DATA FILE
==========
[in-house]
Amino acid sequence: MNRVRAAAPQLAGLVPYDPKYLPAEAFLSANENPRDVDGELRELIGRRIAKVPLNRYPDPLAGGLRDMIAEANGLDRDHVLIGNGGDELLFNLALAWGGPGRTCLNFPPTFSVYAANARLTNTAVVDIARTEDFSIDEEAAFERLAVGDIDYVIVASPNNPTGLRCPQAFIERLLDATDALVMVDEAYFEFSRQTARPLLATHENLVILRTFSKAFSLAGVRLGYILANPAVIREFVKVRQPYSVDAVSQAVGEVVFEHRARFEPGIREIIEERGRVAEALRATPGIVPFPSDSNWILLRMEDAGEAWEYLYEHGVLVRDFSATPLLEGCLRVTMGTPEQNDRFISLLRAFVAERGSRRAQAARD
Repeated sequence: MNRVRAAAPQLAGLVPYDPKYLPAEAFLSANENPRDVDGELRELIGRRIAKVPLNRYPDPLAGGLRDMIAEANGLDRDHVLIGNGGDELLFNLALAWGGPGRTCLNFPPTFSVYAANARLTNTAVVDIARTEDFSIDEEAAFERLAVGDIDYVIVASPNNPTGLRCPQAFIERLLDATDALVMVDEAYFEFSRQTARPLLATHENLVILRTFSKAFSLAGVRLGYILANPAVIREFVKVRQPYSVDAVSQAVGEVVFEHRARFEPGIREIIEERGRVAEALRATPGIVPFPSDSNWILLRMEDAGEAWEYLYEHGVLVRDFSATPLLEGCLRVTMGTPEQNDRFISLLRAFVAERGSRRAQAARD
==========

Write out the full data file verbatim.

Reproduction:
[in-house]
Amino acid sequence: MNRVRAAAPQLAGLVPYDPKYLPAEAFLSANENPRDVDGELRELIGRRIAKVPLNRYPDPLAGGLRDMIAEANGLDRDHVLIGNGGDELLFNLALAWGGPGRTCLNFPPTFSVYAANARLTNTAVVDIARTEDFSIDEEAAFERLAVGDIDYVIVASPNNPTGLRCPQAFIERLLDATDALVMVDEAYFEFSRQTARPLLATHENLVILRTFSKAFSLAGVRLGYILANPAVIREFVKVRQPYSVDAVSQAVGEVVFEHRARFEPGIREIIEERGRVAEALRATPGIVPFPSDSNWILLRMEDAGEAWEYLYEHGVLVRDFSATPLLEGCLRVTMGTPEQNDRFISLLRAFVAERGSRRAQAARD
Repeated sequence: MNRVRAAAPQLAGLVPYDPKYLPAEAFLSANENPRDVDGELRELIGRRIAKVPLNRYPDPLAGGLRDMIAEANGLDRDHVLIGNGGDELLFNLALAWGGPGRTCLNFPPTFSVYAANARLTNTAVVDIARTEDFSIDEEAAFERLAVGDIDYVIVASPNNPTGLRCPQAFIERLLDATDALVMVDEAYFEFSRQTARPLLATHENLVILRTFSKAFSLAGVRLGYILANPAVIREFVKVRQPYSVDAVSQAVGEVVFEHRARFEPGIREIIEERGRVAEALRATPGIVPFPSDSNWILLRMEDAGEAWEYLYEHGVLVRDFSATPLLEGCLRVTMGTPEQNDRFISLLRAFVAERGSRRAQAARD